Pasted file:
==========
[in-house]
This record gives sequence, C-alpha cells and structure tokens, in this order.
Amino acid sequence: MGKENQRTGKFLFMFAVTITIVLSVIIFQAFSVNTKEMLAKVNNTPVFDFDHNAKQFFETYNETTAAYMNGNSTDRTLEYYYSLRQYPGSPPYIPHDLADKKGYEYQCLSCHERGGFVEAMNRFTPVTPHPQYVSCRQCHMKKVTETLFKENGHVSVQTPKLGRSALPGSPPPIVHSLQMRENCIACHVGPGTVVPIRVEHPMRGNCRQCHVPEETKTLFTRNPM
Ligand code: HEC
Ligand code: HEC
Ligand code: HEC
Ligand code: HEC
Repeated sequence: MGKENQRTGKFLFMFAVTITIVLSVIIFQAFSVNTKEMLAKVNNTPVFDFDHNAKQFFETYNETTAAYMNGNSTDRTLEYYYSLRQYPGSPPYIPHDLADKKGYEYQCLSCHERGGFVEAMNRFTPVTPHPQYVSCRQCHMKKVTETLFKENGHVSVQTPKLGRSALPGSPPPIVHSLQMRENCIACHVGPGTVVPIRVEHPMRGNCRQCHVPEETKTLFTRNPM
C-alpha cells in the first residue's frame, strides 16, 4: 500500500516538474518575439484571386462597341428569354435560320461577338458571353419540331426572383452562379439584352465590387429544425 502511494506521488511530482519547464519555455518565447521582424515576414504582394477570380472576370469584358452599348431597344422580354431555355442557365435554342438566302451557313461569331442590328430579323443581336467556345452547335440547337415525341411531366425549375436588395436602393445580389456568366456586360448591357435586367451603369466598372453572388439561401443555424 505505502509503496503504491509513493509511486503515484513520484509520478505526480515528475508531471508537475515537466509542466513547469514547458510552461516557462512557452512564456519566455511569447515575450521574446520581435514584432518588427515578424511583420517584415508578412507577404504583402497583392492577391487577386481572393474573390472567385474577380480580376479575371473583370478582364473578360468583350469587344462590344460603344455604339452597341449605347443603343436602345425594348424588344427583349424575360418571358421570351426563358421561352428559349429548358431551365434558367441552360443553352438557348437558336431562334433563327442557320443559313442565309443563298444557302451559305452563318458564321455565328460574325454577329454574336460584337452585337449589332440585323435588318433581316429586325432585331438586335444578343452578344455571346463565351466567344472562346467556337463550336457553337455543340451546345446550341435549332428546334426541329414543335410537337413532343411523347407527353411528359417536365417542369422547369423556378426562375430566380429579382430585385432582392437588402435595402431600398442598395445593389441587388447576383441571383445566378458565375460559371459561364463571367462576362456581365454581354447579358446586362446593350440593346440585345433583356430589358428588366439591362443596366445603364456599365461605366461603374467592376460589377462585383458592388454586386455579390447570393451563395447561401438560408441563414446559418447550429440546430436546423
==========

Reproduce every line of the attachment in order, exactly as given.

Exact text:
[in-house]
This record gives sequence, C-alpha cells and structure tokens, in this order.
Amino acid sequence: MGKENQRTGKFLFMFAVTITIVLSVIIFQAFSVNTKEMLAKVNNTPVFDFDHNAKQFFETYNETTAAYMNGNSTDRTLEYYYSLRQYPGSPPYIPHDLADKKGYEYQCLSCHERGGFVEAMNRFTPVTPHPQYVSCRQCHMKKVTETLFKENGHVSVQTPKLGRSALPGSPPPIVHSLQMRENCIACHVGPGTVVPIRVEHPMRGNCRQCHVPEETKTLFTRNPM
Ligand code: HEC
Ligand code: HEC
Ligand code: HEC
Ligand code: HEC
Repeated sequence: MGKENQRTGKFLFMFAVTITIVLSVIIFQAFSVNTKEMLAKVNNTPVFDFDHNAKQFFETYNETTAAYMNGNSTDRTLEYYYSLRQYPGSPPYIPHDLADKKGYEYQCLSCHERGGFVEAMNRFTPVTPHPQYVSCRQCHMKKVTETLFKENGHVSVQTPKLGRSALPGSPPPIVHSLQMRENCIACHVGPGTVVPIRVEHPMRGNCRQCHVPEETKTLFTRNPM
C-alpha cells in the first residue's frame, strides 16, 4: 500500500516538474518575439484571386462597341428569354435560320461577338458571353419540331426572383452562379439584352465590387429544425 502511494506521488511530482519547464519555455518565447521582424515576414504582394477570380472576370469584358452599348431597344422580354431555355442557365435554342438566302451557313461569331442590328430579323443581336467556345452547335440547337415525341411531366425549375436588395436602393445580389456568366456586360448591357435586367451603369466598372453572388439561401443555424 505505502509503496503504491509513493509511486503515484513520484509520478505526480515528475508531471508537475515537466509542466513547469514547458510552461516557462512557452512564456519566455511569447515575450521574446520581435514584432518588427515578424511583420517584415508578412507577404504583402497583392492577391487577386481572393474573390472567385474577380480580376479575371473583370478582364473578360468583350469587344462590344460603344455604339452597341449605347443603343436602345425594348424588344427583349424575360418571358421570351426563358421561352428559349429548358431551365434558367441552360443553352438557348437558336431562334433563327442557320443559313442565309443563298444557302451559305452563318458564321455565328460574325454577329454574336460584337452585337449589332440585323435588318433581316429586325432585331438586335444578343452578344455571346463565351466567344472562346467556337463550336457553337455543340451546345446550341435549332428546334426541329414543335410537337413532343411523347407527353411528359417536365417542369422547369423556378426562375430566380429579382430585385432582392437588402435595402431600398442598395445593389441587388447576383441571383445566378458565375460559371459561364463571367462576362456581365454581354447579358446586362446593350440593346440585345433583356430589358428588366439591362443596366445603364456599365461605366461603374467592376460589377462585383458592388454586386455579390447570393451563395447561401438560408441563414446559418447550429440546430436546423